PESHAWAR: The suicide bomber who killed 101 people inside a mosque at a police headquarters in Pakistan was wearing a uniform and helmet when he staged the attack, a police chief said on Thursday.
Hundreds of police were attending afternoon prayers in what should have been a tightly controlled compound in the northwest city of Peshawar on Monday when the blast erupted, causing a wall to collapse and crush officers.
“Those on duty didn’t check him because he was in a police uniform... It was a security lapse,” Moazzam Jah Ansari, the head of Khyber Pakhtunkhwa province police force, told a news conference.
Police have a “fair idea” about who the bomber was after matching his head found at the scene with CCTV images.
“There’s an entire network behind him,” Ansari said, explaining that the bomber had not planned the assault alone.
Authorities are investigating how a major breach could happen in one of the most sensitive areas of the city, which houses intelligence and counter-terrorism bureaus and is next door to the regional secretariat.
It is Pakistan’s deadliest assault in several years and the worst since violence began to resurge in the region after the Afghan Taliban takeover in Kabul in 2021.
Authorities are also investigating the possibility that people inside the compound helped to coordinate the attack, a senior city police official told AFP on condition of anonymity on Wednesday.
“We have detained people from the police line (headquarters) to get to the bottom of how the explosive material made its way in and to see if any police officials were also involved in the attack,” he told AFP.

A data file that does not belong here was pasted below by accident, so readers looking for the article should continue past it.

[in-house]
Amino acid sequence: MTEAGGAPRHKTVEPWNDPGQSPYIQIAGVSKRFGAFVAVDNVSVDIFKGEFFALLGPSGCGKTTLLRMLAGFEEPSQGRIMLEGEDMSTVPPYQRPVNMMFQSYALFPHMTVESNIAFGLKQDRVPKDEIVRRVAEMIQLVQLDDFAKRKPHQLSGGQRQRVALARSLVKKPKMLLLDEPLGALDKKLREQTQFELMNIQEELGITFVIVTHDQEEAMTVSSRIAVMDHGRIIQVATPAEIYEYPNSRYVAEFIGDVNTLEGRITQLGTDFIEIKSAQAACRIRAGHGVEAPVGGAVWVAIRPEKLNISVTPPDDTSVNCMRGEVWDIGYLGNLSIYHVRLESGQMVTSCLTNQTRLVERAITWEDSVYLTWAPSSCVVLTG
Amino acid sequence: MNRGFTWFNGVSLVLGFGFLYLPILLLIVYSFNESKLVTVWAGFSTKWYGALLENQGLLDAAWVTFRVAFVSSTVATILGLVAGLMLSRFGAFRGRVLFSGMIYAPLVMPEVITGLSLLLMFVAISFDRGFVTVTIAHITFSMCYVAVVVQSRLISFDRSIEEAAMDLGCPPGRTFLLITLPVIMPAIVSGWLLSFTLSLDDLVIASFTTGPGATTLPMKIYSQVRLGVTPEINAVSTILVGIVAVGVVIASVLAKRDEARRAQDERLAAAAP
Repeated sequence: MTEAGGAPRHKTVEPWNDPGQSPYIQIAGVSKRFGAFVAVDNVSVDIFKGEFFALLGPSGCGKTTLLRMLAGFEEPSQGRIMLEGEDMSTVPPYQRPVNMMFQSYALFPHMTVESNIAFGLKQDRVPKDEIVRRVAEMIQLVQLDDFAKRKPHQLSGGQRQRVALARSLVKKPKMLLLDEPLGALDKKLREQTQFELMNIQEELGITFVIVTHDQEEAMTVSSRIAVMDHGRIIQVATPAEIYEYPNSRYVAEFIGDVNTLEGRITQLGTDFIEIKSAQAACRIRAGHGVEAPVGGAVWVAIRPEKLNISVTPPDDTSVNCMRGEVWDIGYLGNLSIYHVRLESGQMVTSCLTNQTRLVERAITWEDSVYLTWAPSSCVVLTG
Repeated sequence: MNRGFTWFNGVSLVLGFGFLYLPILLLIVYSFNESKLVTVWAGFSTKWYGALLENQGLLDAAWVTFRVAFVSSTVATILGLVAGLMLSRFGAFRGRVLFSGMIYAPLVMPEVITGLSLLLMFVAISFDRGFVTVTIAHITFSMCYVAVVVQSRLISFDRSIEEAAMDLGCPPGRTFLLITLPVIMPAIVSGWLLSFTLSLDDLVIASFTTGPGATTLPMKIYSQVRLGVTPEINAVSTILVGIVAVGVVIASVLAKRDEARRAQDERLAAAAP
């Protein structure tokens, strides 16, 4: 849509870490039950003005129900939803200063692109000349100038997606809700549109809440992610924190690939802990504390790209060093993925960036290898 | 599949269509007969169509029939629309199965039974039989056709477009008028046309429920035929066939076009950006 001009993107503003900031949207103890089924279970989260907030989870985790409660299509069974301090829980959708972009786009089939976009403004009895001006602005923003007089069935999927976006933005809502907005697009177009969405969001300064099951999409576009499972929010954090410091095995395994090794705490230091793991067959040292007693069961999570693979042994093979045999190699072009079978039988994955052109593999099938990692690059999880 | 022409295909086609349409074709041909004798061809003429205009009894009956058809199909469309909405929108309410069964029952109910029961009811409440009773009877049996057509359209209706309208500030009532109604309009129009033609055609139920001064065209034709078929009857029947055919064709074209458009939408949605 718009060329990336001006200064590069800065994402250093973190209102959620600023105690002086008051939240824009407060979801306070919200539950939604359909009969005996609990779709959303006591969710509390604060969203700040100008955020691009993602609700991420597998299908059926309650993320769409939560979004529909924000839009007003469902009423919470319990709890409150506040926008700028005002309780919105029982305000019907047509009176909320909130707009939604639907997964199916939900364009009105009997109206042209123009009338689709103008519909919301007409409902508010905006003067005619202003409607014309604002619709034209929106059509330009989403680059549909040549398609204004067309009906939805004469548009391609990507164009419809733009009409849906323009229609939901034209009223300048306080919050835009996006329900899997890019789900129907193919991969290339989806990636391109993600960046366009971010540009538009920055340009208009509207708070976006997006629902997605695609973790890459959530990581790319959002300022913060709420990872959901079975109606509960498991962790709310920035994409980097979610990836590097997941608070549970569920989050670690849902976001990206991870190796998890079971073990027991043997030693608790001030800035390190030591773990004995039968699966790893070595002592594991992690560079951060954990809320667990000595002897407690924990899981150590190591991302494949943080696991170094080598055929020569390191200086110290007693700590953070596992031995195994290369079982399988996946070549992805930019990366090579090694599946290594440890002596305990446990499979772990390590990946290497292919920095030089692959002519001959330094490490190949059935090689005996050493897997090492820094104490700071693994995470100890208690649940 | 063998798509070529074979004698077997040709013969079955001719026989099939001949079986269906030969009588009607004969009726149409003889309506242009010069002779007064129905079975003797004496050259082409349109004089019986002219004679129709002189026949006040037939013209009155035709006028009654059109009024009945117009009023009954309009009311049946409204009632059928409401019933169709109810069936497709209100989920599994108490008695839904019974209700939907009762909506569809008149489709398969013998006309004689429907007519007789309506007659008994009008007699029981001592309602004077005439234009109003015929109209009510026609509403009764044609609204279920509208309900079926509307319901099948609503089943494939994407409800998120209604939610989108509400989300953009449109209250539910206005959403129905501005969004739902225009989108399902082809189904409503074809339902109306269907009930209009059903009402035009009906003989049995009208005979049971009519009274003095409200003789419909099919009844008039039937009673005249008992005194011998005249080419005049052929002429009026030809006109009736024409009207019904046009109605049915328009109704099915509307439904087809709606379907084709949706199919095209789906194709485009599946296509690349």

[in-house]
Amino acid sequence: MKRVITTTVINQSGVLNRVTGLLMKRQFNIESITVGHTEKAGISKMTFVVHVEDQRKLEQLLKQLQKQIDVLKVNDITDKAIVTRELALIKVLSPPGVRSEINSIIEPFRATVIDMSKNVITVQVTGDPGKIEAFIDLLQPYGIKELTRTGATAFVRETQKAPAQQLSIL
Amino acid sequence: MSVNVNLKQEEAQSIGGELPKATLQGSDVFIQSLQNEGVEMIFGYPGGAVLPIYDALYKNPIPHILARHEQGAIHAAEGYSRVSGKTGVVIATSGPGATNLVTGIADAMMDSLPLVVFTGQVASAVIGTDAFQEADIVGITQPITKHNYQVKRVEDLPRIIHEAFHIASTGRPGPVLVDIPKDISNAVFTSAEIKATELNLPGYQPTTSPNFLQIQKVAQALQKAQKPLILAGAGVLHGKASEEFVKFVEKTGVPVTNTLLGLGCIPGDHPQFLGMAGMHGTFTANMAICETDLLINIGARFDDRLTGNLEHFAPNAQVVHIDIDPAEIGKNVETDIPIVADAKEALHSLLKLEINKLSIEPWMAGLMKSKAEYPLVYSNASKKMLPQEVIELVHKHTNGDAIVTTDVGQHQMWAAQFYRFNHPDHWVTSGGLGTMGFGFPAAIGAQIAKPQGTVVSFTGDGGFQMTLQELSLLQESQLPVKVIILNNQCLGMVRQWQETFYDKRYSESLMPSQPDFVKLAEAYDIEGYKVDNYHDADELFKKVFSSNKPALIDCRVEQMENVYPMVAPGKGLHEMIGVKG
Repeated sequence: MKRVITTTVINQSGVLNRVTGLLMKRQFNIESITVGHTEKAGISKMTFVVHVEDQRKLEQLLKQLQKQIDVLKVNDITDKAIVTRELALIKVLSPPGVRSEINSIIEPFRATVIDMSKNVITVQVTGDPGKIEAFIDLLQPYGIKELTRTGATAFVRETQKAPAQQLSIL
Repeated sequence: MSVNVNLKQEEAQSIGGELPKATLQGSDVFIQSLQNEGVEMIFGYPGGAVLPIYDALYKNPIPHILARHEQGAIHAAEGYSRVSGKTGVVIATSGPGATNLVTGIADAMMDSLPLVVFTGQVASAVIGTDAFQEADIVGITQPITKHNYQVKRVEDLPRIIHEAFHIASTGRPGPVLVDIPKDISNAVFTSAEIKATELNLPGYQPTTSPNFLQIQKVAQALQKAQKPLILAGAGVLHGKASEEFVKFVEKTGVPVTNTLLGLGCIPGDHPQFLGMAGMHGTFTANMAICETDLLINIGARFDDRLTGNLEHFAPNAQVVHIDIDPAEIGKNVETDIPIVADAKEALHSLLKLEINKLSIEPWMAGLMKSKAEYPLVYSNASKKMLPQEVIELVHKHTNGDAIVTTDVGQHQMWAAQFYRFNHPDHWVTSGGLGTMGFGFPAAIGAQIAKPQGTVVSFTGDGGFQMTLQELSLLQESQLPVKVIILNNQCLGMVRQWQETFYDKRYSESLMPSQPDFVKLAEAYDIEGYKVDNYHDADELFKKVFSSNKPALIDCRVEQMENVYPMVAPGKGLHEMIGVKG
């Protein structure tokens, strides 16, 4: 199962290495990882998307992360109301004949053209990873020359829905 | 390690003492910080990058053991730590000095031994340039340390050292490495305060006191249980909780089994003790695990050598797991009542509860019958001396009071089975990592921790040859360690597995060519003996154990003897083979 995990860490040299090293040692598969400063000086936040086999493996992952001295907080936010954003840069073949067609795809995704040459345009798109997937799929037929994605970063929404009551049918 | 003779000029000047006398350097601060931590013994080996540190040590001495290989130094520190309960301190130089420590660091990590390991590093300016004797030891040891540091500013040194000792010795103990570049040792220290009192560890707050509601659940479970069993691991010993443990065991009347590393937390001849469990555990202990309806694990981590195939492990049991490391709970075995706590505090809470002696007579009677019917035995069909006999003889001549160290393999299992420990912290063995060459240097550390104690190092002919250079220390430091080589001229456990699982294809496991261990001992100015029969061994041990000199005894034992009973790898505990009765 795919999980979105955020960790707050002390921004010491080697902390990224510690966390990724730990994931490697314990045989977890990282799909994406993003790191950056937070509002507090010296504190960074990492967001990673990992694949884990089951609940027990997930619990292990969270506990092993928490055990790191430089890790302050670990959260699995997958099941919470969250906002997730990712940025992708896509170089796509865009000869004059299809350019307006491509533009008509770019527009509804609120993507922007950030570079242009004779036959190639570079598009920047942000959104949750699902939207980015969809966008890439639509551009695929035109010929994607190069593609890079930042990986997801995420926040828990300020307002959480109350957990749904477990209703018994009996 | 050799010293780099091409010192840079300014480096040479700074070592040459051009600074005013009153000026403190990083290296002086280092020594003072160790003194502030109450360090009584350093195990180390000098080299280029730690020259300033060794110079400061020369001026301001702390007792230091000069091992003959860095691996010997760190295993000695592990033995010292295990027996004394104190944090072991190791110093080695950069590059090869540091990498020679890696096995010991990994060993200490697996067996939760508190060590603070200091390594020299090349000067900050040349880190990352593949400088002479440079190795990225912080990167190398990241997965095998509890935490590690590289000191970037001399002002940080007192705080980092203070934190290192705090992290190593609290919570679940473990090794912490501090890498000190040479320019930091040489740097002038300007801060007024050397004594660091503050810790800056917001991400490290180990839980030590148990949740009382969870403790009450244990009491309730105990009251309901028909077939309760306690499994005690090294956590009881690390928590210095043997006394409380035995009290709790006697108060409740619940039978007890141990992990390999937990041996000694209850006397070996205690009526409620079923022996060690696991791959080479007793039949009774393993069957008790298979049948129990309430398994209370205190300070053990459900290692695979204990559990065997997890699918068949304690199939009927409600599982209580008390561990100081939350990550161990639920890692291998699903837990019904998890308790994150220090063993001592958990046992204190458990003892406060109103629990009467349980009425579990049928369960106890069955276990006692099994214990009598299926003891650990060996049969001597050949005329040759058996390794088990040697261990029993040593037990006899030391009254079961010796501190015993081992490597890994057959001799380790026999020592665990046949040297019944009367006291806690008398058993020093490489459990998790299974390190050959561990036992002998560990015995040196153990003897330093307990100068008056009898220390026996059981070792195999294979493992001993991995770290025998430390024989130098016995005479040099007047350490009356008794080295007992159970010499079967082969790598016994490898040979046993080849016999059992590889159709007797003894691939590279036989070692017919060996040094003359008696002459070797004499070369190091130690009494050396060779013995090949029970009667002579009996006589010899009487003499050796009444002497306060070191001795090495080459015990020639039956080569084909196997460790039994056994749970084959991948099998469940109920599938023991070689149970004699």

The police official said at least 23 people had been detained, including some from the nearby former tribal areas that border Afghanistan.
The assault has put a scarred city on edge, harking back to more than a decade ago when Peshawar was at the centre of rampant militancy carried out by the Pakistani Taliban (TTP) before a clearance operation flushed them into the mountainous border and Afghanistan.
Analysts say militants have become emboldened since US and NATO troops withdrew from Afghanistan and the Taliban swept into Kabul, with Islamabad accusing them of failing to secure their borders.
Security forces have since become the target of increasing low-level attacks, often at checkpoints.
The assaults are claimed mostly by the TTP as well, as the local chapter of the Islamic State, but mass casualty attacks remain rare.
The TTP has distanced itself from the Peshawar mosque blast, claiming it no longer attacks places of worship.
However, police said authorities were investigating whether an occasional affiliate of the group was responsible.